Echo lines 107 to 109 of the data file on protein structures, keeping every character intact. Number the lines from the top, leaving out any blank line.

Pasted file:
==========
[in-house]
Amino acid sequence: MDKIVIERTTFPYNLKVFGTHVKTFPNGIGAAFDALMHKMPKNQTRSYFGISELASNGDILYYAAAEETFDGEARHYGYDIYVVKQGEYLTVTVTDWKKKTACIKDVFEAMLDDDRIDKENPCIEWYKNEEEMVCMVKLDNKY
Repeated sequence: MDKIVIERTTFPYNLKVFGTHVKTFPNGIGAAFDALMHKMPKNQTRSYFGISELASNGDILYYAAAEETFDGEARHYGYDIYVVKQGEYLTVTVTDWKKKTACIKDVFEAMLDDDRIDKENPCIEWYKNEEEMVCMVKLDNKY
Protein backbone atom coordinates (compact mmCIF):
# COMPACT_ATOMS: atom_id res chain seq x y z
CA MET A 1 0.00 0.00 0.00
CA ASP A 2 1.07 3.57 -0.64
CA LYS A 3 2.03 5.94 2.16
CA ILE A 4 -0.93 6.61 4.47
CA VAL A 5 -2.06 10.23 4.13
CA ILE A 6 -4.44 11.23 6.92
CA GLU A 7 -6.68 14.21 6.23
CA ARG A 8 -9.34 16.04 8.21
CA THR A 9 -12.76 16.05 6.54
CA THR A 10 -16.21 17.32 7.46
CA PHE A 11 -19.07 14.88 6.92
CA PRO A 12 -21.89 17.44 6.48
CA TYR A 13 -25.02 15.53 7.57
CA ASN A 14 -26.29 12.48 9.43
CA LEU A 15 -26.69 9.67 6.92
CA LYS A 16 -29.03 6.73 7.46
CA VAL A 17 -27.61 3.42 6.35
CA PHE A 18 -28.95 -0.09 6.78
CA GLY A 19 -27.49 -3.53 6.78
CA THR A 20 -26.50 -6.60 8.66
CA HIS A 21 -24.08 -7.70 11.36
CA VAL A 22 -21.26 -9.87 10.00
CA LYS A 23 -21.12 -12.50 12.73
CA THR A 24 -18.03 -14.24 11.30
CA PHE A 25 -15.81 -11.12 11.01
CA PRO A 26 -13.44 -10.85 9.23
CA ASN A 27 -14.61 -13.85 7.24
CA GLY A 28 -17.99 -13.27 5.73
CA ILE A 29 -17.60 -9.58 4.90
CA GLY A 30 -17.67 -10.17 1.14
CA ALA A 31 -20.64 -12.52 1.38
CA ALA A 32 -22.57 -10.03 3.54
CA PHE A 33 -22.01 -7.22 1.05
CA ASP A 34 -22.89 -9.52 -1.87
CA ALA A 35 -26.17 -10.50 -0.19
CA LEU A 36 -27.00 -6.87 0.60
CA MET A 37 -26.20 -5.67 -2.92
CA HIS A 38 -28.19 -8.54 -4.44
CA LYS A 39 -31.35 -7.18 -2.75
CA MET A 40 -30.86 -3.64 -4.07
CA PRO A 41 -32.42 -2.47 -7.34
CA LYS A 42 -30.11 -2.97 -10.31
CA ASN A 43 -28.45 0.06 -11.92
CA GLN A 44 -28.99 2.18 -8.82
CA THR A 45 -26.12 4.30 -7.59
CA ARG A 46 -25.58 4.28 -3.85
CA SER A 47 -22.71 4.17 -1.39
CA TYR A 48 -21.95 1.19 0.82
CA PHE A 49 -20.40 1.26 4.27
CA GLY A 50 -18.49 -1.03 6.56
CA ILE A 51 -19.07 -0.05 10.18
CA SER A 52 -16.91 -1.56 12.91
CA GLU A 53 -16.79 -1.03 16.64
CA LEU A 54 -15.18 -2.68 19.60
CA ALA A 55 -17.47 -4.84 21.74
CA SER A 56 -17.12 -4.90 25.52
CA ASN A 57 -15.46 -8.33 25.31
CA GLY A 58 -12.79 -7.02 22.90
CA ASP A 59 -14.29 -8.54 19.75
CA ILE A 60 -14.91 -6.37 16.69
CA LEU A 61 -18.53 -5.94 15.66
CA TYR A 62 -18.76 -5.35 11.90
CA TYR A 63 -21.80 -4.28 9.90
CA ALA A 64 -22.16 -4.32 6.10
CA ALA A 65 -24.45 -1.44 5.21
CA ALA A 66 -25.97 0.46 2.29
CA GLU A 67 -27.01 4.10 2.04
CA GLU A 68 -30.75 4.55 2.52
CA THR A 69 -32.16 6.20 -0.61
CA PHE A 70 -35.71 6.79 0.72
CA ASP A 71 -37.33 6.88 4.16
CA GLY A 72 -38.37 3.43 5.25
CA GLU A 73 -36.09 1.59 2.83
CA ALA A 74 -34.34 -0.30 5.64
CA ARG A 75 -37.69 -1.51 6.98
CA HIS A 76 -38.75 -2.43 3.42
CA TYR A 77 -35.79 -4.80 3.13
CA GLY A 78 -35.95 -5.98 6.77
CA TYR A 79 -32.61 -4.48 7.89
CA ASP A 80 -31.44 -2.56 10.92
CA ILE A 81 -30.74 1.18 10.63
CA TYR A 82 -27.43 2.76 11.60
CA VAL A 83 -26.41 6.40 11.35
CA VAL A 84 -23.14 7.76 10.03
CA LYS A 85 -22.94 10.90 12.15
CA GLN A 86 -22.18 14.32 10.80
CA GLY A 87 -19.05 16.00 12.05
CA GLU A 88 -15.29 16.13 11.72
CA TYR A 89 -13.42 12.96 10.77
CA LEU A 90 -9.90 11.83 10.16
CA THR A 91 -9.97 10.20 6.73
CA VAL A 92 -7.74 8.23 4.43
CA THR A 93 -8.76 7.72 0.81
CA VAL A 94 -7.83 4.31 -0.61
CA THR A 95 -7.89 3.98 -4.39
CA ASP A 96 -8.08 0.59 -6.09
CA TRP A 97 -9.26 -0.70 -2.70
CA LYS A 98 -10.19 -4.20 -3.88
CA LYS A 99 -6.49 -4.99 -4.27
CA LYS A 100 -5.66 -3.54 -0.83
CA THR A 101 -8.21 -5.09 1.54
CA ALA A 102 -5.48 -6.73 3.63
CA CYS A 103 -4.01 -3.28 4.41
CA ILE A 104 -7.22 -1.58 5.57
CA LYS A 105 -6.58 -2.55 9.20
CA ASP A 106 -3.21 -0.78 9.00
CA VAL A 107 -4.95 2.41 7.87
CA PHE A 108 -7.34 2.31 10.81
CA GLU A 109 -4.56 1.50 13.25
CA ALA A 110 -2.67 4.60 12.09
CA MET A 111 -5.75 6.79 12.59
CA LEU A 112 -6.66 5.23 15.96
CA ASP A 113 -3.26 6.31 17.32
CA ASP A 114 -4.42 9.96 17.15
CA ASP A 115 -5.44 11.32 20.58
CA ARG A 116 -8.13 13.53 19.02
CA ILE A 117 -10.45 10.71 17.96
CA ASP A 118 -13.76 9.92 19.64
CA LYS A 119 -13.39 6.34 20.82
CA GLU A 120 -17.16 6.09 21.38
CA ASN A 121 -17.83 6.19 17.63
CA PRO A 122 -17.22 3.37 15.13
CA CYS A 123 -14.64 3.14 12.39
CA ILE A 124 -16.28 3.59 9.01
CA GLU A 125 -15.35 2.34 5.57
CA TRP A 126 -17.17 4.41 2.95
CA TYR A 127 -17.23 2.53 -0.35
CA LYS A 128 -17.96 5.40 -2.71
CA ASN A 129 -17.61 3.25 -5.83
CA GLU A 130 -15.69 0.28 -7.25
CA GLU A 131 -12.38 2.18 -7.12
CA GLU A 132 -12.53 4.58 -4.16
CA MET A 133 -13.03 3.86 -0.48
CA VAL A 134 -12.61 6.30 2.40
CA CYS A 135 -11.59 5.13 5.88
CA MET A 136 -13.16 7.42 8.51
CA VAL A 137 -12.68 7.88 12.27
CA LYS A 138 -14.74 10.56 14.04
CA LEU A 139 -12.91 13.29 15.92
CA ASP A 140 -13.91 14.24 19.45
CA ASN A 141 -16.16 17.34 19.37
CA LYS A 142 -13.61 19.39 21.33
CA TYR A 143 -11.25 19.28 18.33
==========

CA ALA A 102 -5.48 -6.73 3.63
CA CYS A 103 -4.01 -3.28 4.41
CA ILE A 104 -7.22 -1.58 5.57